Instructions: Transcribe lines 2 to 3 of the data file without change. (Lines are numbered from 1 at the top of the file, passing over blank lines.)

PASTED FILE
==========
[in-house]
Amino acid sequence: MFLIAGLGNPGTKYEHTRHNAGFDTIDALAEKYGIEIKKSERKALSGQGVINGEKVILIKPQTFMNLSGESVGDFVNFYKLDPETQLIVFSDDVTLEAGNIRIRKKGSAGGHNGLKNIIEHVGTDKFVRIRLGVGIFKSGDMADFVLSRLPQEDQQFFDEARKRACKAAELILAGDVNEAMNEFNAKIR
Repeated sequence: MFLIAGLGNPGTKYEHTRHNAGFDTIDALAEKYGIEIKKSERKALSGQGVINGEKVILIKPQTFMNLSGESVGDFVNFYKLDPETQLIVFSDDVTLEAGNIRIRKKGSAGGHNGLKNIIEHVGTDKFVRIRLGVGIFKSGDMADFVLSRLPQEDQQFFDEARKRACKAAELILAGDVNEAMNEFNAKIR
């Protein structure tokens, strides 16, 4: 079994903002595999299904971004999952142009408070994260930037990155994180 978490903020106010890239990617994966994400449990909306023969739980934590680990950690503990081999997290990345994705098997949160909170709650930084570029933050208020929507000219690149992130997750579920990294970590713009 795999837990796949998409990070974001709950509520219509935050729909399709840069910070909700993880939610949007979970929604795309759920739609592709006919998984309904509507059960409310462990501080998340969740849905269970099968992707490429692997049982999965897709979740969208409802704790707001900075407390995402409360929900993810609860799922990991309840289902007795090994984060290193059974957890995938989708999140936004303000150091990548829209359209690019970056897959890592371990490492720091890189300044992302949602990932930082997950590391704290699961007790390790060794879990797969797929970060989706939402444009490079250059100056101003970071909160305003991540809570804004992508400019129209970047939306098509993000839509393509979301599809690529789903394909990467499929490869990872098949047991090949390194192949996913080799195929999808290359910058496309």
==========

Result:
Amino acid sequence: MFLIAGLGNPGTKYEHTRHNAGFDTIDALAEKYGIEIKKSERKALSGQGVINGEKVILIKPQTFMNLSGESVGDFVNFYKLDPETQLIVFSDDVTLEAGNIRIRKKGSAGGHNGLKNIIEHVGTDKFVRIRLGVGIFKSGDMADFVLSRLPQEDQQFFDEARKRACKAAELILAGDVNEAMNEFNAKIR
Repeated sequence: MFLIAGLGNPGTKYEHTRHNAGFDTIDALAEKYGIEIKKSERKALSGQGVINGEKVILIKPQTFMNLSGESVGDFVNFYKLDPETQLIVFSDDVTLEAGNIRIRKKGSAGGHNGLKNIIEHVGTDKFVRIRLGVGIFKSGDMADFVLSRLPQEDQQFFDEARKRACKAAELILAGDVNEAMNEFNAKIR